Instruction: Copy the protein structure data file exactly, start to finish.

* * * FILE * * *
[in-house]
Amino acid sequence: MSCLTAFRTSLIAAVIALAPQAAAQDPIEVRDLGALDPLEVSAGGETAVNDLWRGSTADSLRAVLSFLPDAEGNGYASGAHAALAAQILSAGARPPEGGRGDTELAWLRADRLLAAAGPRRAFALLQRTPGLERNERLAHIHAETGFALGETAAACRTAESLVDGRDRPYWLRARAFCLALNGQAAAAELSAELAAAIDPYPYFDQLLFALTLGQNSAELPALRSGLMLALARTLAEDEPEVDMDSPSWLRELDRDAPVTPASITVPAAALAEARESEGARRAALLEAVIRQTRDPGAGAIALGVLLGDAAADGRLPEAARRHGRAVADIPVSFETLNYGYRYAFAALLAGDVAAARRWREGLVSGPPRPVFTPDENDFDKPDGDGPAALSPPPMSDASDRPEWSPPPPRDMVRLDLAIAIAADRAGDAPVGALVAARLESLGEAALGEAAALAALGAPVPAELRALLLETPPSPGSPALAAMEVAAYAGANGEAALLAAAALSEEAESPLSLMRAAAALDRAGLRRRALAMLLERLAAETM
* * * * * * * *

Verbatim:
[in-house]
Amino acid sequence: MSCLTAFRTSLIAAVIALAPQAAAQDPIEVRDLGALDPLEVSAGGETAVNDLWRGSTADSLRAVLSFLPDAEGNGYASGAHAALAAQILSAGARPPEGGRGDTELAWLRADRLLAAAGPRRAFALLQRTPGLERNERLAHIHAETGFALGETAAACRTAESLVDGRDRPYWLRARAFCLALNGQAAAAELSAELAAAIDPYPYFDQLLFALTLGQNSAELPALRSGLMLALARTLAEDEPEVDMDSPSWLRELDRDAPVTPASITVPAAALAEARESEGARRAALLEAVIRQTRDPGAGAIALGVLLGDAAADGRLPEAARRHGRAVADIPVSFETLNYGYRYAFAALLAGDVAAARRWREGLVSGPPRPVFTPDENDFDKPDGDGPAALSPPPMSDASDRPEWSPPPPRDMVRLDLAIAIAADRAGDAPVGALVAARLESLGEAALGEAAALAALGAPVPAELRALLLETPPSPGSPALAAMEVAAYAGANGEAALLAAAALSEEAESPLSLMRAAAALDRAGLRRRALAMLLERLAAETM